Bank of China impairs $33m loan in annual report, likely linked to CBL
Bank of China New Zealand's unit included a $12 million provision for impairment losses linked to one loan in its latest disclosure statement for the year to Dec. 31 after reports it lent 19.5 million euros to CBL Corp, currently in voluntary administration.
A spokesperson for Bank of China New Zealand said the bank declined to comment.
However, in the disclosure statement it said "as at 31 December 2017, NZ Banking Group has identified a loan with a carrying value of 19.5 million euros (NZ$33.02 million), gross of provisions for impairment losses, to be impaired. The loan is impaired on the basis of objective evidence indicating the recoverable amount of the loan is less than the carrying value."
The bank's explanation that "recoverability" of the loan "is complex in nature and limited in availability." Industry observers say it had exposure to CBL.
"That's because of a specific exposure that is in the public domain. They have one loan that is proving problematic," said John Kensington, head of banking and finance for KPMG in New Zealand. According to Kensington, the bank is one of the three lenders to CBL Corporation and "they have made a level of provision they believe is appropriate for that." The prior year included a $501,000 provision. The provision was more than half of its net operating income of $21.6 million in the period.
The provision for impairment loss on the loan reflects management's best estimate of loss incurred and it underscored "there is a high degree of judgment and uncertainty in the provision and the loss ultimately suffered by the bank may be significantly greater or less than the amount provided."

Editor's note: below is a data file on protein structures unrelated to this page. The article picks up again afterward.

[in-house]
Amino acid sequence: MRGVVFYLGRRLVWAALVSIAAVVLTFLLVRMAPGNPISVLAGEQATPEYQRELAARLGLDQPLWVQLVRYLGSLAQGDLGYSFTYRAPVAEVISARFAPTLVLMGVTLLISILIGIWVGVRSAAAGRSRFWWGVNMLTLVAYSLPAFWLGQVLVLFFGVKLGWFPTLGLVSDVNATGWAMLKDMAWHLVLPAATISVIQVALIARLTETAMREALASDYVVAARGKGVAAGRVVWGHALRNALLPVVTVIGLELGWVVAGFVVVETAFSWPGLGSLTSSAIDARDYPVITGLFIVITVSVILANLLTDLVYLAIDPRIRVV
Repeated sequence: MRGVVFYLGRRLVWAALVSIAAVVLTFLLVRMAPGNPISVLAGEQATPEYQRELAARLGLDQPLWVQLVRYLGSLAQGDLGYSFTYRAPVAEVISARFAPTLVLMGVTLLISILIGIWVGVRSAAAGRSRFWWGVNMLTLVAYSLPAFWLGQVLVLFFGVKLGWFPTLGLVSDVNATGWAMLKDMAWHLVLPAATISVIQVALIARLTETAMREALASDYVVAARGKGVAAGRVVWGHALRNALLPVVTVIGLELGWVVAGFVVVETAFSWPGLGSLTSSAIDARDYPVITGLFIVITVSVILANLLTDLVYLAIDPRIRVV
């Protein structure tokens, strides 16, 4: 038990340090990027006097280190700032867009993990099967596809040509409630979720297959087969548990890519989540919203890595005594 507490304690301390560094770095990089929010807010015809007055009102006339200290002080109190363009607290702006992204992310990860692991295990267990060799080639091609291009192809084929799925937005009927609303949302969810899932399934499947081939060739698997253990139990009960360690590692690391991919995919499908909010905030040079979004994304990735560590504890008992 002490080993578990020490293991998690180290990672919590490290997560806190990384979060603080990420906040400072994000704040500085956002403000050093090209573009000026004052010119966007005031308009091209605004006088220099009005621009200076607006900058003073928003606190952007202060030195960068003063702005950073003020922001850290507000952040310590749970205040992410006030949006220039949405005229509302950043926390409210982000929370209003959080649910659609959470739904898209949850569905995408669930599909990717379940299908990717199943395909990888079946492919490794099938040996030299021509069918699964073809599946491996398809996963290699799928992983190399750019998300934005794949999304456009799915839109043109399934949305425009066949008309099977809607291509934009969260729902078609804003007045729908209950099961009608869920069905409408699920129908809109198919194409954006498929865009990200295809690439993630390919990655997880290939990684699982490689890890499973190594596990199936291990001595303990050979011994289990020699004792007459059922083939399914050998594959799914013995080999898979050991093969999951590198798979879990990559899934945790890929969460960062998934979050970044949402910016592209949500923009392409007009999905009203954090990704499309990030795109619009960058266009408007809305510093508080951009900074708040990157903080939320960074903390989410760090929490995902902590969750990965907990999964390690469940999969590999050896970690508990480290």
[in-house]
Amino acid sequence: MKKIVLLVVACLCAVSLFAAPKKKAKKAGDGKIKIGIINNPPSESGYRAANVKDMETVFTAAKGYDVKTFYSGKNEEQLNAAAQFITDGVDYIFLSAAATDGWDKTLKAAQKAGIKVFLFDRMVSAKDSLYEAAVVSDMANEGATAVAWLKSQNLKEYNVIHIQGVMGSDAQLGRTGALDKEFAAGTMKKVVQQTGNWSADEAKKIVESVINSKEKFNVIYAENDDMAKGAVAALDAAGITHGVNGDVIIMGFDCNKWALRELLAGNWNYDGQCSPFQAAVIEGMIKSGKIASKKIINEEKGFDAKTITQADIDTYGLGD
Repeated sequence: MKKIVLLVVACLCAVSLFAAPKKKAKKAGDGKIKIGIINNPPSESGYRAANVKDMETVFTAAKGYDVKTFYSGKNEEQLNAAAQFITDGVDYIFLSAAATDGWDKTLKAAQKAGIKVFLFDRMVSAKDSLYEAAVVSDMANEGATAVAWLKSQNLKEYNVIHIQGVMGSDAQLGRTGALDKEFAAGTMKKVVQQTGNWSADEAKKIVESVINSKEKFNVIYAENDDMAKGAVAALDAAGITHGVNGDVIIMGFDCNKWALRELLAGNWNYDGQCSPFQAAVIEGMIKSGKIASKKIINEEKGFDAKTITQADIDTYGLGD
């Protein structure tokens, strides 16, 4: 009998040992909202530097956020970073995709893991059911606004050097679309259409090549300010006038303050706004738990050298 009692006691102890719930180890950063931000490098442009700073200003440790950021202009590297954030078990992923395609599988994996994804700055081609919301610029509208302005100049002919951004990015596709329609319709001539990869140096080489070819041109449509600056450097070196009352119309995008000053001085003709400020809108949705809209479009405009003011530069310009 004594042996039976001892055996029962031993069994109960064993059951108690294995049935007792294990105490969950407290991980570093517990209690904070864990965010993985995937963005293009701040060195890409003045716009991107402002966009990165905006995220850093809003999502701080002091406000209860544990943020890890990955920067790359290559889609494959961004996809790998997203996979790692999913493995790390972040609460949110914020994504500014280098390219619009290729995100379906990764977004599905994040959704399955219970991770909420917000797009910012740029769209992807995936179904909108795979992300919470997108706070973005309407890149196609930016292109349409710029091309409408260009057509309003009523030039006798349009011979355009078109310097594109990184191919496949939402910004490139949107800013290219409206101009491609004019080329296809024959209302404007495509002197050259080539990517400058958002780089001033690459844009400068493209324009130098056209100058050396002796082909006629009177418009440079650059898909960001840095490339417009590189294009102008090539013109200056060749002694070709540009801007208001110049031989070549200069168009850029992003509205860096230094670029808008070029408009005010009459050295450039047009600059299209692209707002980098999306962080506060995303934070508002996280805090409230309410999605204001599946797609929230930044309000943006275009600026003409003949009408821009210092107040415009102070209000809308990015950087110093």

Auckland-based CBL appointed KordaMentha voluntary administrators on March 2 after the Reserve Bank sought an interim liquidation of its New Zealand supervised arm and the Central Bank of Ireland made a similar move against the insurer's European division.
CBL's half-year report dated Aug 30 shows it had bank debt with ANZ Bank and the remaining $50 million and 50 million euros would both mature on November 30. According to NBR, that debt was refinanced and extended to about $170 million to $180 million through a consortium of banks led by ANZ and including ICBC and BOC.
ICBC did not immediately respond to a request for a comment and an ANZ Bank spokesperson said "we don't comment on customer matters." KordaMentha was also not immediately available.